Certain agents, such as gamma hydroxy buterate (GHB) are also abused, yet also are effective for therapeutic purposes such as treatment of daytime cataplexy in patients with narcolepsy. Some patients however, will obtain prescriptions from multiple doctors, and have them filled at different pharmacies. Still further, an unscrupulous physician may actually write multiple prescriptions for a patient, or multiple patients, who use cash to pay for the drugs. These patients will then sell the drug to dealers or others for profit.
 There is a need for a distribution system and method that directly addresses these abuses. There is a further need for such a system and method that provides education and limits the potential for such abuse.
 A drug distribution system and method utilizes a central pharmacy and database to track all prescriptions for a sensitive drug. Information is kept in a central database regarding all physicians allowed to prescribe the sensitive drug, and all patients receiving the drug. Abuses are identified by monitoring data in the database for prescription patterns by physicians and prescriptions obtained by patients. Further verification is made that the physician is eligible to prescribe the drug by consulting a separate database for a valid DEA license, and optionally state medical boards to determine whether any corrective or approved disciplinary actions relating to controlled substances have been brought against the physician. Multiple controls beyond those for traditional drugs are imposed on the distribution depending on the sensitivity of the drug.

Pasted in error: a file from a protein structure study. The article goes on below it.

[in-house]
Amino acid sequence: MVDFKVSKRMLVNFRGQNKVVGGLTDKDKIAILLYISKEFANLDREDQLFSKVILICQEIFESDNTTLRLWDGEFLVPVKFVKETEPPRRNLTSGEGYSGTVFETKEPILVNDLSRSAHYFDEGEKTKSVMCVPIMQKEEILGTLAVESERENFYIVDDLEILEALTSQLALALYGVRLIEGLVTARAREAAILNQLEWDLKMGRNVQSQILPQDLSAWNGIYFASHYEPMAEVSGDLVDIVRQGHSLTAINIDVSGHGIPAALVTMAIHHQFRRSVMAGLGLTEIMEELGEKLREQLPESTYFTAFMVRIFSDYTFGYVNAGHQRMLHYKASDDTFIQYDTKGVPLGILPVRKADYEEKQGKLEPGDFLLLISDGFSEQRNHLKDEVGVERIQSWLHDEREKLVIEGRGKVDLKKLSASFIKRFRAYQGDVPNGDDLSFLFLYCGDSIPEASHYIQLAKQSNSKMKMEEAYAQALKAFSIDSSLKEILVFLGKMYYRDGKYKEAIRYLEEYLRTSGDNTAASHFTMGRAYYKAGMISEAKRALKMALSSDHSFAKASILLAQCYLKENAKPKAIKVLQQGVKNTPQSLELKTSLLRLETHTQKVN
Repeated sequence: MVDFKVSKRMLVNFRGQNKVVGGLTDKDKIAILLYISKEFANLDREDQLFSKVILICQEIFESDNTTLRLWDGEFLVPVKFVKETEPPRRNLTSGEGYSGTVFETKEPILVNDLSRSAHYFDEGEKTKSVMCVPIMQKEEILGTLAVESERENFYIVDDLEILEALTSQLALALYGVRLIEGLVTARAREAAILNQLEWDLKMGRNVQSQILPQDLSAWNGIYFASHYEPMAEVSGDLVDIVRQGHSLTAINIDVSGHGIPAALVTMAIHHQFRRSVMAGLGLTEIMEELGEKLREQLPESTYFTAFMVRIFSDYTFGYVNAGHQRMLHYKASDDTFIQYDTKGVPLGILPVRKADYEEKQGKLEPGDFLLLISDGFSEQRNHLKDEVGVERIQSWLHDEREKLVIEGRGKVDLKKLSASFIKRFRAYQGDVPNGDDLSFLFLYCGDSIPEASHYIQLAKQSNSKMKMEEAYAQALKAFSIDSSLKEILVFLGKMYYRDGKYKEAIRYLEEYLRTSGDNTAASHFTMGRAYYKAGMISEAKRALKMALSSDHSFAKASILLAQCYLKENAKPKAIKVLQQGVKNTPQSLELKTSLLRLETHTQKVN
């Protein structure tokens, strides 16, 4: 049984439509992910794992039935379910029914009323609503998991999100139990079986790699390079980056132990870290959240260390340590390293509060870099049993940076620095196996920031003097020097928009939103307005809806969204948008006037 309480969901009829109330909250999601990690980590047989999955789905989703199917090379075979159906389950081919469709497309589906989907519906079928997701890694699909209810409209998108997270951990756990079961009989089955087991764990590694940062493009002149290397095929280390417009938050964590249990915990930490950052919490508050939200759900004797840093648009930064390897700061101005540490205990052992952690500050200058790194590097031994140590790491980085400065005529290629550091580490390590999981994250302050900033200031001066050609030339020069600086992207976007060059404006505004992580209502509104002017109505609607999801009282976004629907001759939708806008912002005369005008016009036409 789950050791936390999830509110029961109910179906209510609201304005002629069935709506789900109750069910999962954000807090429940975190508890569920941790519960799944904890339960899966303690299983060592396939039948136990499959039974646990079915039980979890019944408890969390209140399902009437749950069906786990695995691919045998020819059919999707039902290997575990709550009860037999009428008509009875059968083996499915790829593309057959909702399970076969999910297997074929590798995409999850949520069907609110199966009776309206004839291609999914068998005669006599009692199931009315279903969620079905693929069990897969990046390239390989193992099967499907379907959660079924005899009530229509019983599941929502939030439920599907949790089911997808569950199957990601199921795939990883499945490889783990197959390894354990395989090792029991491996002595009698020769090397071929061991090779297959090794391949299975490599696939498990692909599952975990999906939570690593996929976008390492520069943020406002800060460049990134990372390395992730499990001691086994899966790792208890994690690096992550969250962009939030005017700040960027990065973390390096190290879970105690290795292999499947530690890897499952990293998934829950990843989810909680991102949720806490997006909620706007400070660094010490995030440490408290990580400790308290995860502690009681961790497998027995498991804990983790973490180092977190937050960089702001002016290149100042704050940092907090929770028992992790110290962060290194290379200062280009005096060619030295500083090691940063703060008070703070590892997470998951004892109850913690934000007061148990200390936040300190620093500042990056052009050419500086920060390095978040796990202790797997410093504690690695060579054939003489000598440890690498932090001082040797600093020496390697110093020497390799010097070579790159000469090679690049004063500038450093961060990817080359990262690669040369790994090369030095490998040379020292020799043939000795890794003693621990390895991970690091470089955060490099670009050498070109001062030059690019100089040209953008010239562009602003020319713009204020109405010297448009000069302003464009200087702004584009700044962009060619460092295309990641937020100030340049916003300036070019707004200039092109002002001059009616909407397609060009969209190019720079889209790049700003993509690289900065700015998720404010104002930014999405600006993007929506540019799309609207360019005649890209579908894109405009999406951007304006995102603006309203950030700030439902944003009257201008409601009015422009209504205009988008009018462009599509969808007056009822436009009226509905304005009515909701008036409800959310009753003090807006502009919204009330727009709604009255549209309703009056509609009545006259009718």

Education is provided to both physician and patient. Prior to shipping the drug for the first time, the patient is contacted to ensure that product and abuse related educational materials have been received and/or read. The patient may provide the name of a designee to the central pharmacy who is authorized to accept shipment of the drug. Receipt of the initial drug shipment is confirmed by contacting the patient. Either a phone call or other communication to the patient within a set time after delivery may be made to ensure receipt. Further, a courier service's tracking system is used to confirm delivery in further embodiments. If a shipment is lost, an investigation is launched to find it.